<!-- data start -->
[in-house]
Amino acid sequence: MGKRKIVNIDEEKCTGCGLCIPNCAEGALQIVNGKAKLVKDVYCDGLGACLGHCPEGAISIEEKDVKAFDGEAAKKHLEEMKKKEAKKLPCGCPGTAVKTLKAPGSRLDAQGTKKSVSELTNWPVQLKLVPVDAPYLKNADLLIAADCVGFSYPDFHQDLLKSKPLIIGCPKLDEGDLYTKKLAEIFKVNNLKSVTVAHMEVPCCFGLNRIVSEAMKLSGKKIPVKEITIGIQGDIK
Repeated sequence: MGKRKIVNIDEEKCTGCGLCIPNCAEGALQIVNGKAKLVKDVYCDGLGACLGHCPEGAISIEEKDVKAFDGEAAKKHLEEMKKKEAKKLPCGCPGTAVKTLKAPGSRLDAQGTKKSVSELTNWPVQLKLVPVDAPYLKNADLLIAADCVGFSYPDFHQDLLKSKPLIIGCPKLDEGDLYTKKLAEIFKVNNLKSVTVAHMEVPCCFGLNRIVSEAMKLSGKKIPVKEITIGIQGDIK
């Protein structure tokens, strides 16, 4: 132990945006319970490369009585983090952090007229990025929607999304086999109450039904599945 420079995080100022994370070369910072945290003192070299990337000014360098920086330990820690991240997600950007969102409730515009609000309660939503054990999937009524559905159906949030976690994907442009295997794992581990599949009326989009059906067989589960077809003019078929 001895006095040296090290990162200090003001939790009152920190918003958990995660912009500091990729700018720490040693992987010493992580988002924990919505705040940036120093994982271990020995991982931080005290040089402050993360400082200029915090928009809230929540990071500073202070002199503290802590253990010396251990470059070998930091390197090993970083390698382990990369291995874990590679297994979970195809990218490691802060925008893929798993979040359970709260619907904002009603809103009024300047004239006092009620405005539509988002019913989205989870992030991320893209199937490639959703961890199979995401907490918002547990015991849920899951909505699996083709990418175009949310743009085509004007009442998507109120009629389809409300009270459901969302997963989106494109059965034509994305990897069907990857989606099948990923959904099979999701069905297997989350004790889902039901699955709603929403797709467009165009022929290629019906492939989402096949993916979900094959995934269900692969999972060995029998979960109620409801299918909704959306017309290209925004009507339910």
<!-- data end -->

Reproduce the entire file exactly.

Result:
[in-house]
Amino acid sequence: MGKRKIVNIDEEKCTGCGLCIPNCAEGALQIVNGKAKLVKDVYCDGLGACLGHCPEGAISIEEKDVKAFDGEAAKKHLEEMKKKEAKKLPCGCPGTAVKTLKAPGSRLDAQGTKKSVSELTNWPVQLKLVPVDAPYLKNADLLIAADCVGFSYPDFHQDLLKSKPLIIGCPKLDEGDLYTKKLAEIFKVNNLKSVTVAHMEVPCCFGLNRIVSEAMKLSGKKIPVKEITIGIQGDIK
Repeated sequence: MGKRKIVNIDEEKCTGCGLCIPNCAEGALQIVNGKAKLVKDVYCDGLGACLGHCPEGAISIEEKDVKAFDGEAAKKHLEEMKKKEAKKLPCGCPGTAVKTLKAPGSRLDAQGTKKSVSELTNWPVQLKLVPVDAPYLKNADLLIAADCVGFSYPDFHQDLLKSKPLIIGCPKLDEGDLYTKKLAEIFKVNNLKSVTVAHMEVPCCFGLNRIVSEAMKLSGKKIPVKEITIGIQGDIK
């Protein structure tokens, strides 16, 4: 132990945006319970490369009585983090952090007229990025929607999304086999109450039904599945 420079995080100022994370070369910072945290003192070299990337000014360098920086330990820690991240997600950007969102409730515009609000309660939503054990999937009524559905159906949030976690994907442009295997794992581990599949009326989009059906067989589960077809003019078929 001895006095040296090290990162200090003001939790009152920190918003958990995660912009500091990729700018720490040693992987010493992580988002924990919505705040940036120093994982271990020995991982931080005290040089402050993360400082200029915090928009809230929540990071500073202070002199503290802590253990010396251990470059070998930091390197090993970083390698382990990369291995874990590679297994979970195809990218490691802060925008893929798993979040359970709260619907904002009603809103009024300047004239006092009620405005539509988002019913989205989870992030991320893209199937490639959703961890199979995401907490918002547990015991849920899951909505699996083709990418175009949310743009085509004007009442998507109120009629389809409300009270459901969302997963989106494109059965034509994305990897069907990857989606099948990923959904099979999701069905297997989350004790889902039901699955709603929403797709467009165009022929290629019906492939989402096949993916979900094959995934269900692969999972060995029998979960109620409801299918909704959306017309290209925004009507339910």